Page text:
A Range of Instruments
A growing array of surveys is available to give students a voice in their education—and educators insight into students’ worlds. These range from homegrown school or district questionnaires to large-scale instruments like the High School Survey of Student Engagement (HSSSE). In 2008, 135 high schools paid to have the HSSSE administered to their students. The 35-question survey may be given once a year or, in some districts, every two or more years. The survey asks concrete questions, such as how many papers students write and how much time they spend on homework, as well as posing more philosophical queries, such as, “Why do you go to school?”
The Tell Them From Me survey designed by The Learning Bar, a Canadian company that has gathered data on 100,000 students in the past three years, can give a school principal continuous feedback—even week to week—on the school climate and other indicators, such as students’ sense of belonging and interest in classroom learning over time. (Schools can also opt for a twice-a-year “snapshot.”) As with the HSSSE, school officials can compare answers with national responses and with schools that have similar characteristics.
The My Voice survey designed by the Quaglia Institute builds its questions around eight themes the institute believes are critical to student engagement and success, with seven questions on each topic. The themes are “belonging,” “heroes,” “sense of accomplishment,” “fun and excitement,” “curiosity and creativity,” “spirit of adventure,” “leadership and responsibility,” and “confidence to take action.” The 15-minute survey can be paired with a staff survey to uncover what institute director and founder Russell J. Quaglia describes as a gulf between teachers’ and students’ perceptions. For example, he says, national survey results show that while 96 percent of teachers say they are excited to work with students, only 56 percent of students believe teachers enjoy working with them. “We are not communicating with kids very well,” says Quaglia. “It’s almost as if we are in two different worlds.”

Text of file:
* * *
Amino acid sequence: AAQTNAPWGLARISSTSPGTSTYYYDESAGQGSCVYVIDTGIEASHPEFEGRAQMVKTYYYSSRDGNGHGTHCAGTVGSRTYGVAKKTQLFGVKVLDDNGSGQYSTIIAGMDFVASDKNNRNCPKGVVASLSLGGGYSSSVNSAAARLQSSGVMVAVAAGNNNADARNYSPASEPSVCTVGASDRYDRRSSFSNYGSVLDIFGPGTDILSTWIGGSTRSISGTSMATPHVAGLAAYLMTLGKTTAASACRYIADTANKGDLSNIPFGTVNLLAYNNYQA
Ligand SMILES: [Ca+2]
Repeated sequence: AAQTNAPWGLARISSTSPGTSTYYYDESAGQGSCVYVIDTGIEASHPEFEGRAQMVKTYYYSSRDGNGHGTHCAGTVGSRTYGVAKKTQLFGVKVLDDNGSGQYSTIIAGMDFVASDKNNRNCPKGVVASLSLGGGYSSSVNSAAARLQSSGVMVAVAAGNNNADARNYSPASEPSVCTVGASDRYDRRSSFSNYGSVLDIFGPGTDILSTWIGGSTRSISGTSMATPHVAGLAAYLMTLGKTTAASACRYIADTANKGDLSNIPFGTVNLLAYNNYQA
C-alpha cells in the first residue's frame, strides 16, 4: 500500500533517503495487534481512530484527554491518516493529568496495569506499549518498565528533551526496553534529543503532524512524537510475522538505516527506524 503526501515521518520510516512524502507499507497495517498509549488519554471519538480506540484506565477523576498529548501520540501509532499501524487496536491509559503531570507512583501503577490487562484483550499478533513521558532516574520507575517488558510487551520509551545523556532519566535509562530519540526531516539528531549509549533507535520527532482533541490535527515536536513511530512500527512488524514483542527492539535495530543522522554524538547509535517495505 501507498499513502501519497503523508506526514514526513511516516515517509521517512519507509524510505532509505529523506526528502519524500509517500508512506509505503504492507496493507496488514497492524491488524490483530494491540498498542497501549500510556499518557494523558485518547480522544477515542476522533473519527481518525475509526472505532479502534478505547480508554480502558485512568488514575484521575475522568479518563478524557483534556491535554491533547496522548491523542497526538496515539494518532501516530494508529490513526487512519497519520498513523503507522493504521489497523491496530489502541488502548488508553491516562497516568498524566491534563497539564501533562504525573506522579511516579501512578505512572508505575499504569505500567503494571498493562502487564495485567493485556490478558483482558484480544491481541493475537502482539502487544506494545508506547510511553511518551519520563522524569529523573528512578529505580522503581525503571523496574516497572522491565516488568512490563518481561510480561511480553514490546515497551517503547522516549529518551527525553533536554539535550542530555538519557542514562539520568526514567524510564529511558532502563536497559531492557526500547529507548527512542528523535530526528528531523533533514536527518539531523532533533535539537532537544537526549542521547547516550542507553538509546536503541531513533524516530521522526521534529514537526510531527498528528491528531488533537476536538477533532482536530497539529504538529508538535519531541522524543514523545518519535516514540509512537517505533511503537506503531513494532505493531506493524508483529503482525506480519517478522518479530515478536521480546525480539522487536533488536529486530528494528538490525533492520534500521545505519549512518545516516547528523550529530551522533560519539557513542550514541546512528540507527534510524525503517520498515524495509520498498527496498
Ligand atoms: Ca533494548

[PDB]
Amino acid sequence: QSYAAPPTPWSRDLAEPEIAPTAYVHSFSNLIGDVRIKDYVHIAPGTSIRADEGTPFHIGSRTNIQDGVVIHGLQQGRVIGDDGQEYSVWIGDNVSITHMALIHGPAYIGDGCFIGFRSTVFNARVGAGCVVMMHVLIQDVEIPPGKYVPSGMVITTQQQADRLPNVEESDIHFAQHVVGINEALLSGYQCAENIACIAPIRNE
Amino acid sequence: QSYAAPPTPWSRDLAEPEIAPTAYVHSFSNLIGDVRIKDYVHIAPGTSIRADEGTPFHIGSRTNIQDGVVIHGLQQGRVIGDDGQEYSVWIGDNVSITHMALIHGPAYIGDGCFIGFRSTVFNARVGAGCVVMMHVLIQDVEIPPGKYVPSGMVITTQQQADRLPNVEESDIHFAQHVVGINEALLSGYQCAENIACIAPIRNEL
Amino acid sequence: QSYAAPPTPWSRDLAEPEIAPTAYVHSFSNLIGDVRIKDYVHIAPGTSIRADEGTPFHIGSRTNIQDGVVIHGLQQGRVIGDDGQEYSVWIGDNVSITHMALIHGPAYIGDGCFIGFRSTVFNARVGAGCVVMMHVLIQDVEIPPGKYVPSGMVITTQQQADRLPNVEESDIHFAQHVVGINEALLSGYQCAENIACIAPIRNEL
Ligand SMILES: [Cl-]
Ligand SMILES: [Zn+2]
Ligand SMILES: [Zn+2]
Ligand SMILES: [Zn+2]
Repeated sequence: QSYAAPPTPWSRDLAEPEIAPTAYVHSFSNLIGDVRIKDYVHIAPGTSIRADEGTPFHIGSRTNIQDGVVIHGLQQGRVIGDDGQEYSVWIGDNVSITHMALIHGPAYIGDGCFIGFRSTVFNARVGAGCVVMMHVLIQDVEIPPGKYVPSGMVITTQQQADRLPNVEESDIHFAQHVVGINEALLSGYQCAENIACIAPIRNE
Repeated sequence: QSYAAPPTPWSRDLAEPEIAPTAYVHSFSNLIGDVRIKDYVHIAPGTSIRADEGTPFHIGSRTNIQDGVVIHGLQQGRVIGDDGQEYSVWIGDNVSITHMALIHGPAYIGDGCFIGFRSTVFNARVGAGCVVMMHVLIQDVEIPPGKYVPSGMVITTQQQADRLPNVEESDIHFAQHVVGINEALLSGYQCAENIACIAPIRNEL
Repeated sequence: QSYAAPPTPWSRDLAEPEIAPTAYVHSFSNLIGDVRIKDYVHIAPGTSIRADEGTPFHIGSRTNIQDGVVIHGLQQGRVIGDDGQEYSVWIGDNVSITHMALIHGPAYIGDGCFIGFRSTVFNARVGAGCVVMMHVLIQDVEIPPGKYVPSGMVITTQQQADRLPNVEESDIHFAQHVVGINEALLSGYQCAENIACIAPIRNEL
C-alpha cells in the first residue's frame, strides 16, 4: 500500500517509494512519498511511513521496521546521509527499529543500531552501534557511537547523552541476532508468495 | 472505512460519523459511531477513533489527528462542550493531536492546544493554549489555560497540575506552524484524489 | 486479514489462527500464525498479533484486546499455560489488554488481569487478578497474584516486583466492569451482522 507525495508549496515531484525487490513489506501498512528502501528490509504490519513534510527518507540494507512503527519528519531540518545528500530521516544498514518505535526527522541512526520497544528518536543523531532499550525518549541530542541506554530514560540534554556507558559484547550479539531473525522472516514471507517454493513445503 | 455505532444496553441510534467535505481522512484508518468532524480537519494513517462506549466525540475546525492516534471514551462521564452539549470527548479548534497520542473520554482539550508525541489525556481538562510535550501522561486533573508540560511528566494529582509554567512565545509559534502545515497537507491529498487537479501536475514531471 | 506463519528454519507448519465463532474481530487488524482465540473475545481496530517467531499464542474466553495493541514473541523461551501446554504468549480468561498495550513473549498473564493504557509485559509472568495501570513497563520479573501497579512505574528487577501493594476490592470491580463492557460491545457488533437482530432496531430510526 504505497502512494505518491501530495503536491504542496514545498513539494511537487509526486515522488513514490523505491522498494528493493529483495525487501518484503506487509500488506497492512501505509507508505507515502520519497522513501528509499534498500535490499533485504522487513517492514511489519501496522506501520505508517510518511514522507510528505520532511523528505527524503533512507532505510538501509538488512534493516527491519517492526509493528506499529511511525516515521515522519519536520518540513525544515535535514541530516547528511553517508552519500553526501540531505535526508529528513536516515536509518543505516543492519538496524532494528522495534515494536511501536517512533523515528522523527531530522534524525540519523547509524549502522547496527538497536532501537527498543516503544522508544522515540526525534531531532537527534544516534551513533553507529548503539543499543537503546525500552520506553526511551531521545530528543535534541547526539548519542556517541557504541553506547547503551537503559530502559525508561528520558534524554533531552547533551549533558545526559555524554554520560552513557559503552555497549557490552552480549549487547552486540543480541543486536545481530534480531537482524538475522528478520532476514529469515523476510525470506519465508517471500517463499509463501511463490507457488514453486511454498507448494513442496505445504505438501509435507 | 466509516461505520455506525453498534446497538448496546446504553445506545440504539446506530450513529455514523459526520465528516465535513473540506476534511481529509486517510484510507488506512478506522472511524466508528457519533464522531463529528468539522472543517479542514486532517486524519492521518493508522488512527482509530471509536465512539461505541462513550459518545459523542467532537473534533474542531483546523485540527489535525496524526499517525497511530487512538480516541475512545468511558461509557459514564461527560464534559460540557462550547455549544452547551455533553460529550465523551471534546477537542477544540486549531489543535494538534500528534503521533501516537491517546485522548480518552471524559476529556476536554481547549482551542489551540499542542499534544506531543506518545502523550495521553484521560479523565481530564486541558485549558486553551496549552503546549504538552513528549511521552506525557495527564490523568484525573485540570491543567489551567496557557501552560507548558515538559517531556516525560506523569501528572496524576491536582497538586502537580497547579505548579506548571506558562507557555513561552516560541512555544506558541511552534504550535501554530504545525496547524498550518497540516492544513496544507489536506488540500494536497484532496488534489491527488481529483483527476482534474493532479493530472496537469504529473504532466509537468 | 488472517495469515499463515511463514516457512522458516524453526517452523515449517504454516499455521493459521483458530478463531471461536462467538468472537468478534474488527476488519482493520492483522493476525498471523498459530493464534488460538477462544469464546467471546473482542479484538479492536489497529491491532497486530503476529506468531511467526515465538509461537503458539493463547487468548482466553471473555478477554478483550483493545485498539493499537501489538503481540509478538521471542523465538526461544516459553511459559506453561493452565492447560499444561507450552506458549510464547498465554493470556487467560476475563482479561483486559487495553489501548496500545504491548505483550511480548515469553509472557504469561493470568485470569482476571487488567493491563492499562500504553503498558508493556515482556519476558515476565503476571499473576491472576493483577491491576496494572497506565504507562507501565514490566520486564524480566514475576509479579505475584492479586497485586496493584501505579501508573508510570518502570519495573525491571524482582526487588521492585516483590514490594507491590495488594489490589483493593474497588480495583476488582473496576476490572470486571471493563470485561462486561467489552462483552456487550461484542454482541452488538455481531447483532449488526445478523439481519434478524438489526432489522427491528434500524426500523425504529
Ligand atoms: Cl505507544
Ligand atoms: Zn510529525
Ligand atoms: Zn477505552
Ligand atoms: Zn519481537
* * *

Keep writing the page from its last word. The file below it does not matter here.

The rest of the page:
Surprised by the Answers
As principal of the Portsmouth Middle School in New Hampshire for the past 27 years, John M. Stokel believes that if kids don’t feel cared for and connected, they won’t perform well scholastically. A few years ago, he partnered with the nonprofit Quaglia Institute and had students complete the My Voice survey. He also created a faculty committee on student aspirations, which conducted student focus groups to supplement the survey’s findings.
The results jumped out at him. Just 57 percent of students said they felt teachers cared about their problems and feelings. Focus groups helped clarify the matter. Even though teachers thought they had showed interest by speaking and relating to students’ parents, kids didn’t interpret that as concern for them. “The teachers feel like, ‘I am talking all the time, I’m talking to the parents,’” says Stokel. “But the kid perceives it in a different way.”
This and other results spurred Stokel to create a 30-minute advisory program on Monday mornings. Last year, the school’s results on the My Voice survey in the “belonging” category showed big improvement in student perceptions, including an 11-point bump (from 63 percent to 74 percent) in positive responses to the statement, “School is a welcoming and friendly place.”